When Chaplain Mary Challier teaches the Parable of the Prodigal Son, she calls it the Parable of the Loving Father.
She makes the scriptural account a play and gives each student a role. There are no costumes and only the cinderblock backdrop of a jail classroom, but the message is powerful.
After the prisoners act out the parable, Challier explores the messages of love, forgiveness and repentance, then the inmates act it out again.
"The most fulfilling part is probably what I call the 'aha' moment," Challier said. "They finally make a personal connection and they get it."
Challier, a born-again Christian missionary, has taught in the Salt Lake County Jail for six years through the national non-profit Good News Jail & Prison Ministries. Her work is an act of love, but it's also part of a legal requirement.
The U.S. Religious Land Use and Institutionalized Persons Act forbids prisons from placing burdens on an inmate's right to worship, which means that as much as possible, prisons must provide religious leaders and let inmates observe rites and rituals, whether it's Bible study, Catholic mass or Bhakti yoga class.
Hare Krishna priest Sri Hanuman Das goes several times a week to the Utah State Prison for his yoga program where nearly 50 inmates focus their energies and control their senses to develop deeper spirituality.
"(Our) philosophy isn't about changing a person's religion," Das says, "It's about having a relationship with God."
There are 27 religions represented in the Draper prison served by nearly 1,800 volunteers who come in monthly, weekly or daily, said Bob Feland, one of the prison's four part-time, non-denominational chaplains.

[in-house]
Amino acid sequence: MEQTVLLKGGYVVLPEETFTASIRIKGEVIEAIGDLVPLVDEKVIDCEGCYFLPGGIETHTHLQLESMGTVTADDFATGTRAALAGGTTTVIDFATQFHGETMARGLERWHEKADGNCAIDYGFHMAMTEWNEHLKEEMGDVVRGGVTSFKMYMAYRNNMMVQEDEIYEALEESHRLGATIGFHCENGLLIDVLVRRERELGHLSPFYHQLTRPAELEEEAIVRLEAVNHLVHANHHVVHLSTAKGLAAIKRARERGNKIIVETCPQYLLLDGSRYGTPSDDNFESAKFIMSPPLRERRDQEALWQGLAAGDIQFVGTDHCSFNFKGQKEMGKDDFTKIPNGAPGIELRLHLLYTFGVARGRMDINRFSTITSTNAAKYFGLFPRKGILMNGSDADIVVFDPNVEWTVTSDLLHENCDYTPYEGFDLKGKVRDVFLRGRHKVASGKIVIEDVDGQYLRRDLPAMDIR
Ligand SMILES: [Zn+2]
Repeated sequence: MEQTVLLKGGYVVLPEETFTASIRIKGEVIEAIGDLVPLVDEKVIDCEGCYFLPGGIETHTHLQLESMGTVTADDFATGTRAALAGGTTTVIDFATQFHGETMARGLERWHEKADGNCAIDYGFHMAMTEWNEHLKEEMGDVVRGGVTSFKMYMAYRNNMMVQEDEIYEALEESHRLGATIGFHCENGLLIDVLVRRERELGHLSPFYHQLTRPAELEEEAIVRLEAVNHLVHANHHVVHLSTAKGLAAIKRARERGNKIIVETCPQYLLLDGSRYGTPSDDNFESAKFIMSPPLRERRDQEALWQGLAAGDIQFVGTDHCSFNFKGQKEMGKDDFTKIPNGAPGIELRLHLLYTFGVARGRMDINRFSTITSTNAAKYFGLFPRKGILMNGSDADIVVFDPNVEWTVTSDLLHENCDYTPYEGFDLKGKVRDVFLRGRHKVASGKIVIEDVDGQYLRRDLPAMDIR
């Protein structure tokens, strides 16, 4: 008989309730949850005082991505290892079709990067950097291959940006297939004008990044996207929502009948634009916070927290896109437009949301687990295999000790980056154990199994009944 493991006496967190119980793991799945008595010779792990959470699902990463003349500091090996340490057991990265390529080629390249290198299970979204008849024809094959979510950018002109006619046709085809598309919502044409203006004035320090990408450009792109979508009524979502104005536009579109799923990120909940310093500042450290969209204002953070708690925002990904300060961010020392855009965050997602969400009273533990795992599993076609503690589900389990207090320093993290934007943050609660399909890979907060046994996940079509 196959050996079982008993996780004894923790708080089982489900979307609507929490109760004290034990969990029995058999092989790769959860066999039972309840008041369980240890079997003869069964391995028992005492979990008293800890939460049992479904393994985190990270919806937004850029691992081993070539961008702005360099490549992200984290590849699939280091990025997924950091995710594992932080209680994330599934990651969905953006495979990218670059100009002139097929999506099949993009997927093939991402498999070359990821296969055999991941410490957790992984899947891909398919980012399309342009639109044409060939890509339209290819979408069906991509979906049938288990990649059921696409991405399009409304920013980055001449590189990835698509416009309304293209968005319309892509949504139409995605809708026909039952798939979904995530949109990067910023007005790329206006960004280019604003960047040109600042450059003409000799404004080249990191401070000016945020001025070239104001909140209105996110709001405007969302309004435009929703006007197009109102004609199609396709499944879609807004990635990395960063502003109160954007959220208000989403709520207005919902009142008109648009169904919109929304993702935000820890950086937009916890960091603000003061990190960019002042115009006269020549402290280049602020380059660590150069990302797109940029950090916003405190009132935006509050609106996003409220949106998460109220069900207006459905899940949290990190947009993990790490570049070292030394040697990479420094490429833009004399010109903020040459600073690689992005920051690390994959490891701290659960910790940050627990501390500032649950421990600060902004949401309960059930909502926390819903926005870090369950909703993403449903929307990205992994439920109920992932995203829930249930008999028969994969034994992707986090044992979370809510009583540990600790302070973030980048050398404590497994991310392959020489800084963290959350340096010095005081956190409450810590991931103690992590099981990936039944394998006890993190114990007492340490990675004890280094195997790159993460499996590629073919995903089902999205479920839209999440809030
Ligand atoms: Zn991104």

"I've grown to love the volunteers in prison," Feland said. "(They are) striving to touch the lives of others."
But there could always be more.
"For religion in prison to continue ... volunteers are imperative," said Harry Dammer, chair of the criminal justice department at the University of Scranton in Pennsylvania.
"The larger the program the more important the volunteers. After all, it makes sense. Visiting people in prison is part of the whole deal. That's literally in the Bible, it's part of the religious doctrine to help people in prison."
Keeping faith alive
When Brown left prison on a rainy March day, she walked into the arms of her loving family, supportive legal team and devoted friends like Adams, who celebrated the judge's decision granting her appeal of factual innocence.
Brown now works for an understanding boss, faithfully attends her local LDS congregation and is catching up with her seven grandchildren.
Not all ex-prisoners are so lucky.
Many have burned bridges to family and friends and still struggle with bad habits that led to prison in the first place.
Although they took the important first step of faith, without help from faith-based ministries outside of prison "it will be difficult for new converts to transition successfully back to society," wrote Baylor professor Byron Johnson and author of "More God, Less Crime: Why Faith Matters and How it Could Matter More." "Religious conversion is not synonymous with spiritual transformation. The latter is an ongoing process that, unfortunately, often tends to stall once inmates leave prison."
Not because the inmates aren't converted, says Britta Schumacher, a German sociologist who studies American prison ministries, but because as soon as they're out, they meet old friends and old habits that often lead back to prison.
"Whether they can break out of this cycle often depends on how radically they cut themselves off from their old surroundings and neighborhoods," she said.
The new LDS Transition Service Offices now can help by offering ex-inmates, within hours of release, temporary housing vouchers, food, clothes and help finding their local ecclesiastical leader.
"The leader can help him with employment, make sure he has the necessities of life, as well as welcome him back into the church community," said Wayne Parker, regional director of LDS Correctional Services.
And being welcomed back into a community is just as important as food and shelter, experts say, though it requires faith and forgiveness on the community's part.
"We've all done something we're guilty of, (prisoners) just got caught," said New Pilgrim's Hawkins. "We shouldn't look at a person (only focusing on) the crime they committed. We should look at them as Christ would look at us."